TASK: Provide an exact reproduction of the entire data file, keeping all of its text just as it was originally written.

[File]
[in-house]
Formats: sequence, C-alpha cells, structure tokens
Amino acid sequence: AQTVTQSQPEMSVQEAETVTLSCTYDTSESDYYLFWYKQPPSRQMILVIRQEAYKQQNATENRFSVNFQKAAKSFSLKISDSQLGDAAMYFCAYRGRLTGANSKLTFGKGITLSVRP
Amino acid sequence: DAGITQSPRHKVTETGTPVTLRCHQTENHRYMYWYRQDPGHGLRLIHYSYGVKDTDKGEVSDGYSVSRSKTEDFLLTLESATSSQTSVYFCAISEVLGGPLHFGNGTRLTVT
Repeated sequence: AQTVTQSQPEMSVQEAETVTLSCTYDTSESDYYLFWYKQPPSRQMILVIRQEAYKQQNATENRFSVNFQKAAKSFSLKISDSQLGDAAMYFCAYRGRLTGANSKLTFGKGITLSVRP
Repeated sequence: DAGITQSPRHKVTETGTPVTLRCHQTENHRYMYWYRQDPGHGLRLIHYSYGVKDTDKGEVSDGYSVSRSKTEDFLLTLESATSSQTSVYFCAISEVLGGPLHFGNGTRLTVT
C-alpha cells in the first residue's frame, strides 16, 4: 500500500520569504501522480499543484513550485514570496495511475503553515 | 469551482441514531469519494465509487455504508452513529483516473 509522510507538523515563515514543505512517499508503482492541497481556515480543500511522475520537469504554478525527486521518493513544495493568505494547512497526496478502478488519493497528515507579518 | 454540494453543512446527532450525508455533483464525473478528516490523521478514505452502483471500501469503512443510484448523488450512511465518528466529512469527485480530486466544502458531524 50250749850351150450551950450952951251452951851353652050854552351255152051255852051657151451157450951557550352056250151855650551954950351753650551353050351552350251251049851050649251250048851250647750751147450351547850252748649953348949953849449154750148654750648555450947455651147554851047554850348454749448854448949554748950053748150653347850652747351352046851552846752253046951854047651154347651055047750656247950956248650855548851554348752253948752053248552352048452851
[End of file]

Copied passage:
[in-house]
Formats: sequence, C-alpha cells, structure tokens
Amino acid sequence: AQTVTQSQPEMSVQEAETVTLSCTYDTSESDYYLFWYKQPPSRQMILVIRQEAYKQQNATENRFSVNFQKAAKSFSLKISDSQLGDAAMYFCAYRGRLTGANSKLTFGKGITLSVRP
Amino acid sequence: DAGITQSPRHKVTETGTPVTLRCHQTENHRYMYWYRQDPGHGLRLIHYSYGVKDTDKGEVSDGYSVSRSKTEDFLLTLESATSSQTSVYFCAISEVLGGPLHFGNGTRLTVT
Repeated sequence: AQTVTQSQPEMSVQEAETVTLSCTYDTSESDYYLFWYKQPPSRQMILVIRQEAYKQQNATENRFSVNFQKAAKSFSLKISDSQLGDAAMYFCAYRGRLTGANSKLTFGKGITLSVRP
Repeated sequence: DAGITQSPRHKVTETGTPVTLRCHQTENHRYMYWYRQDPGHGLRLIHYSYGVKDTDKGEVSDGYSVSRSKTEDFLLTLESATSSQTSVYFCAISEVLGGPLHFGNGTRLTVT
C-alpha cells in the first residue's frame, strides 16, 4: 500500500520569504501522480499543484513550485514570496495511475503553515 | 469551482441514531469519494465509487455504508452513529483516473 509522510507538523515563515514543505512517499508503482492541497481556515480543500511522475520537469504554478525527486521518493513544495493568505494547512497526496478502478488519493497528515507579518 | 454540494453543512446527532450525508455533483464525473478528516490523521478514505452502483471500501469503512443510484448523488450512511465518528466529512469527485480530486466544502458531524 50250749850351150450551950450952951251452951851353652050854552351255152051255852051657151451157450951557550352056250151855650551954950351753650551353050351552350251251049851050649251250048851250647750751147450351547850252748649953348949953849449154750148654750648555450947455651147554851047554850348454749448854448949554748950053748150653347850652747351352046851552846752253046951854047651154347651055047750656247950956248650855548851554348752253948752053248552352048452851